The photo above is a crop from a 360 photo. I couldn’t identify the camera by looking at the picture so I asked the one who posted it, and his answer caught me by surprise. UPDATE: Here is the latest information on the camera that was used – Sigmawit SW-5 (not SW-4).
The photo was posted by Nick Zhou. Here is the link to his post. According to Nick, the 360 camera used for this photo is the Sigmawit SW-4, an entry-level 360 camera being sold by his company Sigmawit.
Here are the specs:
– two lenses
– aperture: f/2
– photo resolution: 4096 x 2048
– video resolution: 3040 x 1520 @ 30fps
– storage: Micro SD
– in-camera realtime stitching
– compatible with iOS and Android
– 72 x 68 x 58mm
– 160 grams
Obviously because the camera is very new, no one outside Sigmawit could have guessed that it came from this camera. But what was surprising to me is a photo of this quality could come from an entry-level camera like the SW-4. The SW-4’s specifications by themselves don’t look too unusual, and are a little better than those of the Insta360 Nano. However, the actual image quality is far better than what I’ve seen from other entry-level 360 cameras.
Even though the nominal resolution is only 4096 x 2048, the level of detail in the photo is very high. Here is another crop from a 360 photo.
Here is how it looks if you zoom into the middle part to a 1:1 crop:
Even at this level of magnification, you can still make out the texture on the foliage, and indeed some of the individual leaves of the palm trees. You can see the power line at that far distance…! Regardless of its modest nominal resolution, this level of detail is far higher than what I normally see in entry-level 360 cameras or even intermediate cameras.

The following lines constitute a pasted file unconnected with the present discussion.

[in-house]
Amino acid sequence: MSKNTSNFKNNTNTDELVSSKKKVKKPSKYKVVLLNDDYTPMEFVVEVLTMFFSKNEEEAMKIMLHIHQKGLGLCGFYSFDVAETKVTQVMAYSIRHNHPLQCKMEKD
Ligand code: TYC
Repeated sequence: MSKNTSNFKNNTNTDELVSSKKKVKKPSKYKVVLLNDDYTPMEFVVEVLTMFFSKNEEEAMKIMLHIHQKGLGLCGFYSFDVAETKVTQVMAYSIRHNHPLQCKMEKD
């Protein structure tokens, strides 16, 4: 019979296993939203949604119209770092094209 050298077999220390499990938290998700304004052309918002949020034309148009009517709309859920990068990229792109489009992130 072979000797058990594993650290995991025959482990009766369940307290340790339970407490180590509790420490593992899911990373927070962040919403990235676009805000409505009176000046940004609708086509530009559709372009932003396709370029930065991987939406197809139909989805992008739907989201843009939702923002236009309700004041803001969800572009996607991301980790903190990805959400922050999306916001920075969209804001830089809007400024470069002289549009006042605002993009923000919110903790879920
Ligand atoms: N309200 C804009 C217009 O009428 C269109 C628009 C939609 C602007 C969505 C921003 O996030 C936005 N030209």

The stitching in the 360 photo is totally seamless. I could not find the stitch line, even by looking at the nadir and zenith! Here is the zenith of the photo:
Even supposing the nadir was patched, I could not see a stitch line anywhere in the photo. There are no telltale stitching errors, no difference in exposure, or difference in color temperature. It’s totally seamless. It’s really hard to believe that this was stitched from an entry-level 360 camera.
The dynamic range seems to be at least as good as that of the Theta, with plenty of highlight detail and shadow detail. Other than the sun itself, nearly everything is captured within the sensor’s dynamic range….! It’s almost HDR-like in its dynamic range.
Again, a remarkable shot from an entry-level 360 camera.
No chromatic aberration
Here is a crop showing the reflection of the sun on the water. Normally, any purple fringing or chromatic aberration would be visible in the specular highlights, but I see none whatsoever.
Now this part has nothing to do with image quality, but I just wanted to mention it here because it’s interesting. There are a couple of interesting ‘objects’ in the photo. This mysterious silhouette was spotted by Tony Anastasi.
According to Nick Zhou, he didn’t notice this before and he did not edit the photo. And here’s mystery object #2:
Leaving aside the two strange “stitching artifacts” this photo looks very impressive – actually, incredible – for an entry-level camera. I’m going to try to confirm whether the photo indeed came from the SW-4 and if so, review it. Meanwhile, I hope we’ll see 360 videos from this camera as well. UPDATE: Here is the latest information on the camera that was used – Sigmawit SW-5 (not SW-4).